Using primary sources in the classroom is a great way to show students how to make historical arguments based on evidence. In my colonial Latin American history course, I translated a Spanish-language eighteenth-century sodomy case for students to use throughout the semester. With the case in front of them, students noted how formal language could obscure meaning. Testimony such as “on the said day, month, and year, I, the said lieutenant” enabled undergraduates to see the meditation that took place between illiterate defendants and the court-appointed attorneys. My class came to realize that documents housed in archives, which historians continue to use, had been preserved by European colonizers who spoke for their indigenous subjects.
I translated this case into English so that students could see how this source related to key concepts such as sex, power, and conquest. In Santa Fe, New Mexico in 1731, a Spanish colonizer named Manuel Trujillo accused two Pueblo men—Asencio Povía and Antonio Yuba—of committing sodomy. Povía and Yuba were thrown in jail and, ultimately, sentenced with exile for a period of four months. Using this document helped students to debate the legality of sodomy and justice within the colonial legal system.
Together, we discussed the insights that could be gained by using legal dossiers and what continued to remain occluded. Students noted that the “nefarious sin” (pecado nefando in Spanish), sometimes used interchangeably with sodomy, was more capacious than they had previously thought. This new insight made it possible for the class to see how the concept of sodomy had changed over time and that allegations of sodomy depended on the subjectivity of the observer.
This close textual analysis facilitated discussions regarding the insights that historians could glean from other types of documents. Students remarked that personal letters, while seemingly less structured, contained their own set of problems because of the subjectivity of the author. One student observed that an unfaithful spouse might not be entirely forthcoming when s/he wrote home. Another student mentioned that in times of war a soldier on the frontlines might have used code so effectively that modern-day historians would not be able to fully understand the context. The class began to realize that finding the “truth” was nigh on impossible because of the gaps in all historical records.
As the semester progressed, we returned to this primary source several times so that students could think about how they would employ theory in their written assignments. To help them along, I divided the class into three groups: race, gender, and power. I instructed everyone to read the document again, but this time, each group had a specific lens with which to use. Afterwards, students noted that they saw a power imbalance between the Spanish accuser and the Pueblo defendants. They commented that the presiding judge seemed to readily believe that Asencio Povía and Antonio Yuba had committed sodomy despite the fact that there was only one accuser—Manuel Trujillo. The class also noticed that women were entirely absent in this case, which facilitated a discussion about the role of women in agrarian societies. Finally, the sentencing in the case, which stipulated that 200 lashes would be given to Asencio Povía and Antonio Yuba should they neglect to comply with their imposed exile, led to a debate surrounding justice when historical cases do not conform to modern-day sensibilities.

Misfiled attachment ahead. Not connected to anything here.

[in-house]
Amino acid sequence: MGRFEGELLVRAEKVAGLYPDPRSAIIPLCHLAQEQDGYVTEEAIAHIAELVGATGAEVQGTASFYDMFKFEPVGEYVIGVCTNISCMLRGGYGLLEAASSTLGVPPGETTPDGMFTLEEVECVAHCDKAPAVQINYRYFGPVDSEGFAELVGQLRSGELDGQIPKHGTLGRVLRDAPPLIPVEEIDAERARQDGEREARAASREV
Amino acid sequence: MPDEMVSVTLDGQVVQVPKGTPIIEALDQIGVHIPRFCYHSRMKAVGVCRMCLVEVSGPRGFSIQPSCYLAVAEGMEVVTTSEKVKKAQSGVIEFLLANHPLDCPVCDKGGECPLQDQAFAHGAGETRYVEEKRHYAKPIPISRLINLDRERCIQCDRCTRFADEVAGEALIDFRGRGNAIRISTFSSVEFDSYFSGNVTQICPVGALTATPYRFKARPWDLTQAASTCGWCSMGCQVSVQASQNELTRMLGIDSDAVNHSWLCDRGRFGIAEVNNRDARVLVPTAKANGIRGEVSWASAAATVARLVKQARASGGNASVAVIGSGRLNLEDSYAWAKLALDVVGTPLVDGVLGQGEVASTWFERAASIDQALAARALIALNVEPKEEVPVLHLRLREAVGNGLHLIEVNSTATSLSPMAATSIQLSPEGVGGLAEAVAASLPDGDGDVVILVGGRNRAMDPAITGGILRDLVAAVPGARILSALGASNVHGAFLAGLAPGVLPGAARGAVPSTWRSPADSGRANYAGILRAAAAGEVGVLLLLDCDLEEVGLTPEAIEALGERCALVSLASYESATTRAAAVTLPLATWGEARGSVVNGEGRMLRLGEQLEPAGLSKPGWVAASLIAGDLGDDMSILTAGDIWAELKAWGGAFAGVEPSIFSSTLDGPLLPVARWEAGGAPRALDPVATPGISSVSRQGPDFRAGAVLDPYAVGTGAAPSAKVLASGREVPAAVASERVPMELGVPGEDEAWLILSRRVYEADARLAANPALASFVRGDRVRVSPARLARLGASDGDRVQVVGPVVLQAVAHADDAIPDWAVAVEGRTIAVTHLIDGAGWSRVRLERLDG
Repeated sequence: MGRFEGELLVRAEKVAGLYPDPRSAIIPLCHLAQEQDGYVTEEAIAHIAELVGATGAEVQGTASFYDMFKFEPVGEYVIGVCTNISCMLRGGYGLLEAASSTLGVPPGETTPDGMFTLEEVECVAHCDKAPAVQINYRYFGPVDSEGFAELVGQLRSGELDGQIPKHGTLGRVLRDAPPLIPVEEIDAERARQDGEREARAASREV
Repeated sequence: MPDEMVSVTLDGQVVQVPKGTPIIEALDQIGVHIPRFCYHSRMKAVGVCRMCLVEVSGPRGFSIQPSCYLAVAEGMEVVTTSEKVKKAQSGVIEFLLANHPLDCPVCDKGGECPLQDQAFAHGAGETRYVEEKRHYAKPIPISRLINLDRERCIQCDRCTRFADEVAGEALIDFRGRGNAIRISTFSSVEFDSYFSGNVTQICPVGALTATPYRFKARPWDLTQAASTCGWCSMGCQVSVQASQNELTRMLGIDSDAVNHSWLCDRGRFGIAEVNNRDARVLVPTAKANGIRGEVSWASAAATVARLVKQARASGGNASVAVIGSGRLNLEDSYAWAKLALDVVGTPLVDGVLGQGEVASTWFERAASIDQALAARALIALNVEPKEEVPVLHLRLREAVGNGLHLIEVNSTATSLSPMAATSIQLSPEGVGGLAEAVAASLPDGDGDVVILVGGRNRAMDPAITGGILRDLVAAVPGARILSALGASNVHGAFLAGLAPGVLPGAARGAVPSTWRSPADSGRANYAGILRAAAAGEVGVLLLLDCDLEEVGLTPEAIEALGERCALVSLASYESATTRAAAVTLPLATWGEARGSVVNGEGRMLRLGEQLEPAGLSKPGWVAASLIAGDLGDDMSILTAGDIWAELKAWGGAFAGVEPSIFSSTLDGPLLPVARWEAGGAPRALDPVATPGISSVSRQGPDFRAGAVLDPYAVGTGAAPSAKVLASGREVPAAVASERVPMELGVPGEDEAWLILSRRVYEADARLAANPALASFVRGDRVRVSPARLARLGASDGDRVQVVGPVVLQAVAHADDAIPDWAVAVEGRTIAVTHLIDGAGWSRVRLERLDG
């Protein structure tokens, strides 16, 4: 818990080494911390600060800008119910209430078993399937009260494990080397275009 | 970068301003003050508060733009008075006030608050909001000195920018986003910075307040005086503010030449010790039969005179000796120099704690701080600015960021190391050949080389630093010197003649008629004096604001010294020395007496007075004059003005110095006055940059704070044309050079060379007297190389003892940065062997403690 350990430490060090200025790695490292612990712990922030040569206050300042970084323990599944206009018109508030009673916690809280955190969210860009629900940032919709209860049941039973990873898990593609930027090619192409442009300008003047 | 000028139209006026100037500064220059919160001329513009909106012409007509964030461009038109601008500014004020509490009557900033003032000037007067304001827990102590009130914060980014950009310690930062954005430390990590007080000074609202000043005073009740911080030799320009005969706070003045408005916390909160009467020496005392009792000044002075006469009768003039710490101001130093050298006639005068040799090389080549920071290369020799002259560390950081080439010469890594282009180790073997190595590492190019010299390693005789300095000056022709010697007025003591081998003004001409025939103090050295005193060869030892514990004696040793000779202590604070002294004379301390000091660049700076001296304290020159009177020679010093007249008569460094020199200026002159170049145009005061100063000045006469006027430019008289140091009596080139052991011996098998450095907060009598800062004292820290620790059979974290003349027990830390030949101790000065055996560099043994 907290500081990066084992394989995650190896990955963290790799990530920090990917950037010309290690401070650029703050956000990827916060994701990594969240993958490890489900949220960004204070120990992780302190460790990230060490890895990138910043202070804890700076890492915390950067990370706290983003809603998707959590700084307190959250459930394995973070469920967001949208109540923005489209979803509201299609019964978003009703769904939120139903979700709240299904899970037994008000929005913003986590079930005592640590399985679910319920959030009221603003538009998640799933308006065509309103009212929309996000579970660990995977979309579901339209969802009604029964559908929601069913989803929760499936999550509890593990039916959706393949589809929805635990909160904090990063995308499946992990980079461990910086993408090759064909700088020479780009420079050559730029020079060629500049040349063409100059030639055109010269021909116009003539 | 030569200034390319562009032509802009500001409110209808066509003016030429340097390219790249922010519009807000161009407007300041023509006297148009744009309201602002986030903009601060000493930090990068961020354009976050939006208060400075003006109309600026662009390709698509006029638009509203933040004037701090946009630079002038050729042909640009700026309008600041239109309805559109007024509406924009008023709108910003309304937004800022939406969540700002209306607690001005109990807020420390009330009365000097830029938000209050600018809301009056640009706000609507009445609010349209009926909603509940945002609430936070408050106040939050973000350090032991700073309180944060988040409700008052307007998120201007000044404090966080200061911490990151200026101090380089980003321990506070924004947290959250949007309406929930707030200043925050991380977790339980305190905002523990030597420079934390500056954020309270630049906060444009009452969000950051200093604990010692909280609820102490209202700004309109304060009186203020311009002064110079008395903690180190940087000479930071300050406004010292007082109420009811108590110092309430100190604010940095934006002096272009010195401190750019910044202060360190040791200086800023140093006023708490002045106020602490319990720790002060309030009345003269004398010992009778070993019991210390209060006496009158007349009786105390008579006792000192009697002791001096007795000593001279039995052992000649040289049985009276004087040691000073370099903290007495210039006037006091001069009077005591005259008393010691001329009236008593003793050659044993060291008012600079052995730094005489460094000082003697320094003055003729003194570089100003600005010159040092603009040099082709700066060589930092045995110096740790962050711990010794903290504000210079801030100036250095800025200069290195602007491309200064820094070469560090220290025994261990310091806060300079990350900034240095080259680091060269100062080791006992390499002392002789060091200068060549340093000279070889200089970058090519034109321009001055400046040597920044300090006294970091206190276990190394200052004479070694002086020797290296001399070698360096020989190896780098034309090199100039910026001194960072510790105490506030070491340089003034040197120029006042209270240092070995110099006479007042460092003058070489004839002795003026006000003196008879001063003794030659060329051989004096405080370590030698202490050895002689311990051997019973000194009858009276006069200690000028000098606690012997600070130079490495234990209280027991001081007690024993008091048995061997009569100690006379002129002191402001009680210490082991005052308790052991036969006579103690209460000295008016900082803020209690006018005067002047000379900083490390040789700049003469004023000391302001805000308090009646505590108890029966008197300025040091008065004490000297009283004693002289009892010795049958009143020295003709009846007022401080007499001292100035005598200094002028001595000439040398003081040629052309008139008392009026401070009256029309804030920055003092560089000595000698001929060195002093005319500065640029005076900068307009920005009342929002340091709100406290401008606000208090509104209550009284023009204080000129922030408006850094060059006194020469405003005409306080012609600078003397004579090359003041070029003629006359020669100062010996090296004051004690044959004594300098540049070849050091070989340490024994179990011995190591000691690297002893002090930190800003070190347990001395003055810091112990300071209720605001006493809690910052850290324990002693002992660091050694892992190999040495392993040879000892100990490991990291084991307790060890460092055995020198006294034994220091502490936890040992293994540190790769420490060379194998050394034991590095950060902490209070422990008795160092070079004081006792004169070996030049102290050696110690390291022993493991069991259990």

Throughout the semester, students saw how historians approached this specific case from different angles. For instance, Tracy Brown argues that this case reveals that “Spanish civil and Church authorities sought to police Pueblo peoples” sexuality and behavior. Students noted that Zeb Tortorici highlighted voyeurism within eyewitness testimony, which also implicated accusers such as Manuel Trujillo. Finally, placing this case alongside my article, Archival Epistemology: Honor, Sodomy, and Indians in Eighteenth-Century New Mexico, enabled students to see how negative stereotypes about Native Americans endured over time so as to influence the minds of Spanish colonizers. Denouncers like Manuel Trujillo saw what they expected to see, i.e. Indians sinning in the countryside. By the end of the semester, the class realized that historical documents cannot provide transparent windows into the past but that they do offer partial insights.
As teachers, it is paramount to show students how to make historical arguments because doing so increases critical thinking. By interrogating the same document throughout the semester, students learned that primary sources have their own limits but that they can also provide a wealth of information. As I reflect and devise subsequent courses, I will continue to integrate primary sources that will, hopefully, spark students’ interest in history.
 There is a microfilmed version at the University of Texas at El Paso. The description is as follows: June 25 – August 8, 1731 – Criminal proceedings against Antonio Yuba, Tesquque Indian and Ascencio Povía, Nambe Indian, heard before Antonio Pérez Velarde. Santa Fe. Frame 830; Twitchell No. 360
 Tracy Brown, “‘Abominable Sin’ in Colonial New Mexico: Spanish and Pueblo Perceptions of Same-Sex Sexuality,” in Thomas A. Foster, ed., Long Before Stonewall: Histories of Same-Sex Sexuality in Early America (New York: NYU Press, 2007), 52.
 Zeb Tortorici, Sins Against Nature: Sex and Archives in Colonial New Spain (Durham: Duke University Press, 2018), 89–90.